"Prevailing party" is not limited to successful litigants. Attorney fees awarded in settlement.


In Medical Protective Co. v. Pang, 2013 DJDAR 14233 (2013), the United States Court of Appeal for the Ninth Circuit decided a fee case under Arizona Revised Statute Section 12-341.01. The statute allows fee awards in cases involving breach of contract claims.

A physician purchased medical malpractice insurance with the Medical Protective Company (“Medical”). Subsequently, the physician applied for a substantial increase in his coverage.  He represented that he had no knowledge of any “pending claims” for medical malpractice. Medical approved the increase in insurance coverage. Shortly thereafter, a patient sued the physician for malpractice.

On September 21, 2005, Medical filed an action to rescind the new insurance policy on the ground that the doctor knew of the patient’s malpractice claim, but failed to disclose it. While that suit was pending, the physician won the patient’s malpractice lawsuit pending against him.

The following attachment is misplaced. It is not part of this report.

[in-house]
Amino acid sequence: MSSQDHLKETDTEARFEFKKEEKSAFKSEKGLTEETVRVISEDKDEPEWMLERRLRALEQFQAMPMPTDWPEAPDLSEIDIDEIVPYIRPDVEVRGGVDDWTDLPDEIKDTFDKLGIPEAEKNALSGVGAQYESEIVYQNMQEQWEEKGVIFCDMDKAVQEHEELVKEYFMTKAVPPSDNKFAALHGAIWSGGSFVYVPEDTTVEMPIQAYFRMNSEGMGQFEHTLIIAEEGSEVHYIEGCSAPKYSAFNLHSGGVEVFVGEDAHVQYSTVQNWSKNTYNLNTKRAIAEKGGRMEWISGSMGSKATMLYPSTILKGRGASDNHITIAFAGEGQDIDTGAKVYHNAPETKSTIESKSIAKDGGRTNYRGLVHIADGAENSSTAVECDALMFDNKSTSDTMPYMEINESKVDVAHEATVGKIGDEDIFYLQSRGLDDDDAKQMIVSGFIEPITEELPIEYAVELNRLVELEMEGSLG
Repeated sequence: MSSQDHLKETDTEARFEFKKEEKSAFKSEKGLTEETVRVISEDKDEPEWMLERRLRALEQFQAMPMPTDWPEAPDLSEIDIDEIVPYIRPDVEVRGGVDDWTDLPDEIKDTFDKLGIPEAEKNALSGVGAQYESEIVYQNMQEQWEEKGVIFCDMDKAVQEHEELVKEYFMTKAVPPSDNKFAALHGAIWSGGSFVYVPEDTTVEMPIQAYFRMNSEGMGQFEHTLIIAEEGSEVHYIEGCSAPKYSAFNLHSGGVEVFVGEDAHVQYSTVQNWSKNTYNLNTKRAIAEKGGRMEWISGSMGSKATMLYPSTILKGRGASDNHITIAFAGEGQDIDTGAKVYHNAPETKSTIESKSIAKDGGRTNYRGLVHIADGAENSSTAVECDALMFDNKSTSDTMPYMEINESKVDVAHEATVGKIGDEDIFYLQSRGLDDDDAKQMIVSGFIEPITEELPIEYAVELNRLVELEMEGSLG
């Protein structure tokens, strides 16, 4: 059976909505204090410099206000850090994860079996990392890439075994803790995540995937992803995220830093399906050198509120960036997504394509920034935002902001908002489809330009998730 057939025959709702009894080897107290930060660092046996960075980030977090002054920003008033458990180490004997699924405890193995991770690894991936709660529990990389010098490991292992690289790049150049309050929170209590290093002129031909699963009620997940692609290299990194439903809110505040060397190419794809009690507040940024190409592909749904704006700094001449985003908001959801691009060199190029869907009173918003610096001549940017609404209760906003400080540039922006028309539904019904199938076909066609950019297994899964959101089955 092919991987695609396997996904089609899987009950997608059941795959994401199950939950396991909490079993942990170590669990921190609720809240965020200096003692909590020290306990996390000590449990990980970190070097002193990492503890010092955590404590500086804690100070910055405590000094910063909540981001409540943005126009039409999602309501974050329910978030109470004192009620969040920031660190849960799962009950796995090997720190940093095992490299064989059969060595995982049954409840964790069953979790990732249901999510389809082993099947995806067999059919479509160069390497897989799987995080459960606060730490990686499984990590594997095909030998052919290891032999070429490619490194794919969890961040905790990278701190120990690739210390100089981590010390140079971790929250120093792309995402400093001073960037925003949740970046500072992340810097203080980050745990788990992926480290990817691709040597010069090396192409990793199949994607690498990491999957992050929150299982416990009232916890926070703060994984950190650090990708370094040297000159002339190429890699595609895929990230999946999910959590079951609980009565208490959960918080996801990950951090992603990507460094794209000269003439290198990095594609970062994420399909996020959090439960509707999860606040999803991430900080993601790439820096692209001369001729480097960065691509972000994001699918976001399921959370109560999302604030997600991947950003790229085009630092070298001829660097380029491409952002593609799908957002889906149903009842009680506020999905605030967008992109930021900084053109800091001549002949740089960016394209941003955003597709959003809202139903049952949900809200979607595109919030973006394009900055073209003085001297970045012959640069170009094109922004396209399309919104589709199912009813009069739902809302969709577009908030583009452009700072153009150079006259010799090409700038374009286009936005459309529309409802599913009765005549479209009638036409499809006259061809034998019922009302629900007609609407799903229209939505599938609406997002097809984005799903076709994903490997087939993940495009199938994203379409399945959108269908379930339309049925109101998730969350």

The physician and Medical then settled their dispute and withdrew their claims against each other. The physician then moved for an award of attorney fees, claiming he was the “prevailing party.” The trial court denied the request for attorney fees because the parties had reached a prior settlement.

The Ninth Circuit reversed the trial court’s decision. The court noted that under Section 12-341.01, in any “contested action” arising out of a contract, the trial court may award reasonable attorney fees to the prevailing party. 

The court noted that the statute does not just pertain to a litigant who has received a favorable judgment. To determine whether a party is successful, the court must look at the totality of the circumstances. The fact that the parties settled did not necessarily mean that the physician was not successful in the litigation. The trial court’s decision was vacated on that basis.


DISCLAIMER: Because of the generality of this update, the information provided herein may not be applicable in all situations and should not be acted upon without specific legal advice based on particular situations.

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